Monday, April 2, 2012

Quiet: The Power of Introverts in a World that Can't Stop Talking; Susan Cain


Author:  Susan Cain
Publication Year: 2011
Publisher: Crown
Edition: eBook and audio
Reader: Kathe Mazur (very good)
Source: Library and NetGalley
Date Completed: 3/30/2012
Rating: 5/5
Recommend: yes


Did you know that nearly one out of every two to three adults in the US are introverts?  If not, it's probably because some introverts hide it well, and  have learned to act like extroverts depending on their career choices and situational obligations. This fact, along with so much other fascinating evidence on the subject  of introversion is discussed in detail in, Susan Cain's book, Quiet: The Power of Introverts in a World That Can't Stop Talking.
 
The author, a self-proclaimed "introvert", gives the reader much food for thought on the subject of introversion, while discussing the value western society has placed on extroversion. Even today,  bold, out-going individuals, and even young children still in school, are more highly valued. It is the extroverts and are seen as future super-stars, better leaders and better motivators. In contrast, in Asian cultures, it is quiet, humility and sensitivity which is prized. Cain's book points out that much can be learned by listening to quiet,  sensitive  individuals . Cain gives introverts career advice on how to adapt in a business environment that is often centered around meetings, presentations, team building and other group projects, which introverts tend to find mentally draining.  She explains how both introverts and extroverts can contribute to the same organizational goals, even though their preferred styles of achieving will be very different.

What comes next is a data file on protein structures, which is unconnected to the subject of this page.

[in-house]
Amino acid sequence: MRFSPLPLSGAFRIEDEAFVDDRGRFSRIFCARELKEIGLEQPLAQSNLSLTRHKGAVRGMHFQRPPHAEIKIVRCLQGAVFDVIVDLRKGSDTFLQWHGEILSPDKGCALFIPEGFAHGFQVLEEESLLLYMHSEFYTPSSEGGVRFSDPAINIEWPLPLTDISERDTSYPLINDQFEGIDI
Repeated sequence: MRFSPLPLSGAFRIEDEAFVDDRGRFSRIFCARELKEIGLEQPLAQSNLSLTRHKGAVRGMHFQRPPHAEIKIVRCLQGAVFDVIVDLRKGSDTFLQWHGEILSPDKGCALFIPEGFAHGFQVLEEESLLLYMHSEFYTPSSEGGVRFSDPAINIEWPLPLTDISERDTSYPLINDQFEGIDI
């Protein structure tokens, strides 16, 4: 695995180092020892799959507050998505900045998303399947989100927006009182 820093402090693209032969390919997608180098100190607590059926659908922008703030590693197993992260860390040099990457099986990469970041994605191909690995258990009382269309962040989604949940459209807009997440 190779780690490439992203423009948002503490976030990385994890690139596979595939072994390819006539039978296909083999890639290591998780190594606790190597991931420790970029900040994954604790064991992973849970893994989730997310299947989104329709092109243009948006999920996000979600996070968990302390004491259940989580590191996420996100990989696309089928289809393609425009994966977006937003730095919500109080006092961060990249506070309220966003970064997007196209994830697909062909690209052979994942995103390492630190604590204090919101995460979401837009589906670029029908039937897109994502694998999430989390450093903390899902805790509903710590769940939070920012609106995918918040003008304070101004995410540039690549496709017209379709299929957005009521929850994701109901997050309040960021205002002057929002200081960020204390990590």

Particularly fascinating were the research studies conducted by developmental psychologist Jerome Kagan. In 1989, Kagan, and associates began a study of 500, four-month old infants at his Harvard Child Development Lab. Studies showed that some of the young infants, studied were considered "highly reactive", especially to certain types of noise.  Following these same children, at different ages, and while performing other studies using word games, taste tests and other measures throughout young adulthood, Kagan found that most of the infants who were "highly reactive" as infants, turned out to be introverts as adults.  He was clear to point out, however, that introversion and shyness and not necessarily linked.